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The Thirteenth Tale

Cover of The Thirteenth Tale

The Thirteenth Tale

A Novel
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When Margaret Lea opened the door to the past, what she confronted was her destiny.All children mythologize their birth...So begins the prologue of reclusive author Vida Winter's collection of stories,...More
When Margaret Lea opened the door to the past, what she confronted was her destiny.All children mythologize their birth...So begins the prologue of reclusive author Vida Winter's collection of stories,...More
Available formats-
  • Kindle Book
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Languages:-
Copies-
  • Available:
    1
  • Library copies:
    2
Levels-
  • ATOS:
    5.9
  • Lexile:
  • Interest Level:
    UG
  • Reading Level:
    4

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Description-
  • When Margaret Lea opened the door to the past, what she confronted was her destiny.

    All children mythologize their birth...So begins the prologue of reclusive author Vida Winter's collection of stories, which are as famous for the mystery of the missing thirteenth tale as they are for the delight and enchantment of the twelve that do exist.

    The enigmatic Winter has spent six decades creating various outlandish life histories for herself -- all of them inventions that have brought her fame and fortune but have kept her violent and tragic past a secret. Now old and ailing, she at last wants to tell the truth about her extraordinary life. She summons biographer Margaret Lea, a young woman for whom the secret of her own birth, hidden by those who loved her most, remains an ever-present pain. Struck by a curious parallel between Miss Winter's story and her own, Margaret takes on the commission.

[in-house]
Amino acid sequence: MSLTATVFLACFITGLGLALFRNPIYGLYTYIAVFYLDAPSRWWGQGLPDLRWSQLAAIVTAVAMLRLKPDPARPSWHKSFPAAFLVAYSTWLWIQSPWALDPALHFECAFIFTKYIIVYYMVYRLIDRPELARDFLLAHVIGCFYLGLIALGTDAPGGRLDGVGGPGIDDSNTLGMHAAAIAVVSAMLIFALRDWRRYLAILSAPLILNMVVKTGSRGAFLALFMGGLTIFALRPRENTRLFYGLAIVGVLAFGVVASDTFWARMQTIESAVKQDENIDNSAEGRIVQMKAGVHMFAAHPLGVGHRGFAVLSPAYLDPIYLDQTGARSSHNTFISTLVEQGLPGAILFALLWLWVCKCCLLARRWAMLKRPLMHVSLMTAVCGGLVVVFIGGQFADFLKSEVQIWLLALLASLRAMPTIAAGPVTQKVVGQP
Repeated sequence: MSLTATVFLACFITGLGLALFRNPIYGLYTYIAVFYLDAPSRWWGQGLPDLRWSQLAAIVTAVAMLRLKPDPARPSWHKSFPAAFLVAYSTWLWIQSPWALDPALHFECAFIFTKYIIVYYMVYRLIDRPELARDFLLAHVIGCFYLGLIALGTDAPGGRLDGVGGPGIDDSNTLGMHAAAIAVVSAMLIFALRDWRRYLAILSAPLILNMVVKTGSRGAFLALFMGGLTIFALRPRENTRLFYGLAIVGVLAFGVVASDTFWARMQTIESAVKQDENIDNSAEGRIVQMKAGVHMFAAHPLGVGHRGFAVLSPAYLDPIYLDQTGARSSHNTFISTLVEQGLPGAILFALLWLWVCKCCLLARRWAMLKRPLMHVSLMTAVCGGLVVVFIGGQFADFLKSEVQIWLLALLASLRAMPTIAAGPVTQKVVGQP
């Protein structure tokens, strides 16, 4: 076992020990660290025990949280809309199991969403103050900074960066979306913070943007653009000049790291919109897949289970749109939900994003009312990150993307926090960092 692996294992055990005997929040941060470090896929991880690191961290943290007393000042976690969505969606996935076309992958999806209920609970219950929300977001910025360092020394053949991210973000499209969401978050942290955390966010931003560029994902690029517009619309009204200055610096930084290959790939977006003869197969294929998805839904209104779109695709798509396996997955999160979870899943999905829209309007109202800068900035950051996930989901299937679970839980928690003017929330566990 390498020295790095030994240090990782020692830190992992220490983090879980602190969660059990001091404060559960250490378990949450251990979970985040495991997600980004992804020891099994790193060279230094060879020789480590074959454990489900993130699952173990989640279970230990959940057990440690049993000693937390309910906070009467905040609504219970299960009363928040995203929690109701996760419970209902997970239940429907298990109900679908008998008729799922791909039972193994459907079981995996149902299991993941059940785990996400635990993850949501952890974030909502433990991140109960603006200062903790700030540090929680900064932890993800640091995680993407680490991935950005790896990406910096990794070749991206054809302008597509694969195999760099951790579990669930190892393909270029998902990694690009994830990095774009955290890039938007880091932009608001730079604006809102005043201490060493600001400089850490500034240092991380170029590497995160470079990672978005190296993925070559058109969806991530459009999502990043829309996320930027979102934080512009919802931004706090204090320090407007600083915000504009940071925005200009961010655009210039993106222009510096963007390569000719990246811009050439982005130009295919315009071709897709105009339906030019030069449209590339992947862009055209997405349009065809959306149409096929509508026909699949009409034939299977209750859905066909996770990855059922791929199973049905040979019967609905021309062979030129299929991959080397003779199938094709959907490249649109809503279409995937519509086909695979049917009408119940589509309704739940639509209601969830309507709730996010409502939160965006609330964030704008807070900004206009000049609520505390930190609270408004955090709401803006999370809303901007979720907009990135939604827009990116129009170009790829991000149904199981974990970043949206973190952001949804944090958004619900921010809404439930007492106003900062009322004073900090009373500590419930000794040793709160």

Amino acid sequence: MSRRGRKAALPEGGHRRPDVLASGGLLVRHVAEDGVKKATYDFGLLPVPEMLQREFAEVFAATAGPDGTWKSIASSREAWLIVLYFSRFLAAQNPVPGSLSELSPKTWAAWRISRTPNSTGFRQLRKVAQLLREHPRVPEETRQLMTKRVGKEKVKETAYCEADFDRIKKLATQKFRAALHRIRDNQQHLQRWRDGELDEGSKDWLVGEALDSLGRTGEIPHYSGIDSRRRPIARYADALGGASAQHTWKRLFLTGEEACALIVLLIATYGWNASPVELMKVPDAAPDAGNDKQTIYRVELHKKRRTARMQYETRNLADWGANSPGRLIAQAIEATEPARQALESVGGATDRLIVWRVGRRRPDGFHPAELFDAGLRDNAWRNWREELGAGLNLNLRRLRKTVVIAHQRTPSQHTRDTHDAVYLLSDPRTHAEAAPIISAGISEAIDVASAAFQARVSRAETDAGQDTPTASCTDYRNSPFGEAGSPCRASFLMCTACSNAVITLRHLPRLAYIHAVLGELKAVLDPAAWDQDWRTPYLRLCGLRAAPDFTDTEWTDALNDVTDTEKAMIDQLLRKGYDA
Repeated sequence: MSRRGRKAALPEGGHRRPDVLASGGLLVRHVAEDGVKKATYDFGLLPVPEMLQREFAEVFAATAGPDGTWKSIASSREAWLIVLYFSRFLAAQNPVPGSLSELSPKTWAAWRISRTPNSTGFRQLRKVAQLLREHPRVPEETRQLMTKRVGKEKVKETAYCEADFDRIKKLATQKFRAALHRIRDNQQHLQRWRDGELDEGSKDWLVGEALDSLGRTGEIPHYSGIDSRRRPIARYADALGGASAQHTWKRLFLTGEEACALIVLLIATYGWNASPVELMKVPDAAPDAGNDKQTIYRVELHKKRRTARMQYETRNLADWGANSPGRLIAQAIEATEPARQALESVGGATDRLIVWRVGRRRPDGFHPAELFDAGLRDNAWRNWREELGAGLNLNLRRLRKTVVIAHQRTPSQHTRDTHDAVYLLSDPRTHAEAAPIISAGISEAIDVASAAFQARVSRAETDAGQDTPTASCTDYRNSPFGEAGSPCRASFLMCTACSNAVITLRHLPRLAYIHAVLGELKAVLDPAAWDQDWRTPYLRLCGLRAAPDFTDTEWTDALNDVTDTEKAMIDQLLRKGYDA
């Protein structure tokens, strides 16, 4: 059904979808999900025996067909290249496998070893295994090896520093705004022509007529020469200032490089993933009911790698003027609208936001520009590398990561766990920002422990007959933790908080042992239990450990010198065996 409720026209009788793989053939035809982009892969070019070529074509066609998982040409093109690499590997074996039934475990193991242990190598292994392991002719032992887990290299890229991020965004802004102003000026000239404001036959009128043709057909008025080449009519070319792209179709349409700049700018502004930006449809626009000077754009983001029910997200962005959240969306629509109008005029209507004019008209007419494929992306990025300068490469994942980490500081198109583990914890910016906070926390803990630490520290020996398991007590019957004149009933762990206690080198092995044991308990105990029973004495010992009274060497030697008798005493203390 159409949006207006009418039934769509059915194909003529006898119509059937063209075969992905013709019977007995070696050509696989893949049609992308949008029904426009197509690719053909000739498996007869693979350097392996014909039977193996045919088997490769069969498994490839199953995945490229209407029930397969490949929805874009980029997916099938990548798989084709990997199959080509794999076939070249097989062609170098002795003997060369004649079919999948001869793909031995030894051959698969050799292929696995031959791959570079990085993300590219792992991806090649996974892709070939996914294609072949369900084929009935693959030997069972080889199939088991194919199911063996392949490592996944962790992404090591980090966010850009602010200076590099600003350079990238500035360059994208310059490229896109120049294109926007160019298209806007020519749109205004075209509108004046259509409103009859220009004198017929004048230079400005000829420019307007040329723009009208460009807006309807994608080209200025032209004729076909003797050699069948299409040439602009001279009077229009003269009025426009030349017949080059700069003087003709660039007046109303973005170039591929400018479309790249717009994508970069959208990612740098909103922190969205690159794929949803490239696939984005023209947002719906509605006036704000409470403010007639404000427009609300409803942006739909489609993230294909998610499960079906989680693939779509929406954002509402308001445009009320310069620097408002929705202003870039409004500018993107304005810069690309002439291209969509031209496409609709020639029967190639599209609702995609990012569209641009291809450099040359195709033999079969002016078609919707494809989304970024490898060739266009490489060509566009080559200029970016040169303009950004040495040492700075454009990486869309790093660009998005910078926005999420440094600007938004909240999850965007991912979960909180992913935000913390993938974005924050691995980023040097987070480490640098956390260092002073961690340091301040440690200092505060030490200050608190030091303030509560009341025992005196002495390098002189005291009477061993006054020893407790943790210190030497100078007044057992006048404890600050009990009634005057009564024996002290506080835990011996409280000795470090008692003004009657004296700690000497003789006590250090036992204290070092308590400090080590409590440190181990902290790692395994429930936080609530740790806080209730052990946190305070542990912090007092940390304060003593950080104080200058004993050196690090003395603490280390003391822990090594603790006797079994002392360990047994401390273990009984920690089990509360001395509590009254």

As Vida disinters the life she meant to bury for good, Margaret is mesmerized. It is a tale of gothic strangeness featuring the Angelfield family, including the beautiful and willful Isabelle, the feral twins Adeline and Emmeline, a ghost, a governess, a topiary garden and a devastating fire.

    Margaret succumbs to the power of Vida's storytelling but remains suspicious of the author's sincerity. She demands the truth from Vida, and together they confront the ghosts that have haunted them while becoming, finally, transformed by the truth themselves.

    The Thirteenth Tale is a love letter to reading, a book for the feral reader in all of us, a return to that rich vein of storytelling that our parents loved and that we loved as children. Diane Setterfield will keep you guessing, make you wonder, move you to tears and laughter and, in the end, deposit you breathless yet satisfied back upon the shore of your everyday life.

 
Awards-
Excerpts-
  • From the book

    The Letter

    It was November. Although it was not yet late, the sky was dark when I turned into Laundress Passage. Father had finished for the day, switched off the shop lights and closed the shutters; but so I would not come home to darkness he had left on the light over the stairs to the flat. Through the glass in the door it cast a foolscap rectangle of paleness onto the wet pavement, and it was while I was standing in that rectangle, about to turn my key in the door, that I first saw the letter. Another white rectangle, it was on the fifth step from the bottom, where I couldn't miss it.

    I closed the door and put the shop key in its usual place behind Bailey's Advanced Principles of Geometry. Poor Bailey. No one has wanted his fat gray book for thirty years. Sometimes I wonder what he makes of his role as guardian of the bookshop keys. I don't suppose it's the destiny he had in mind for the masterwork that he spent two decades writing.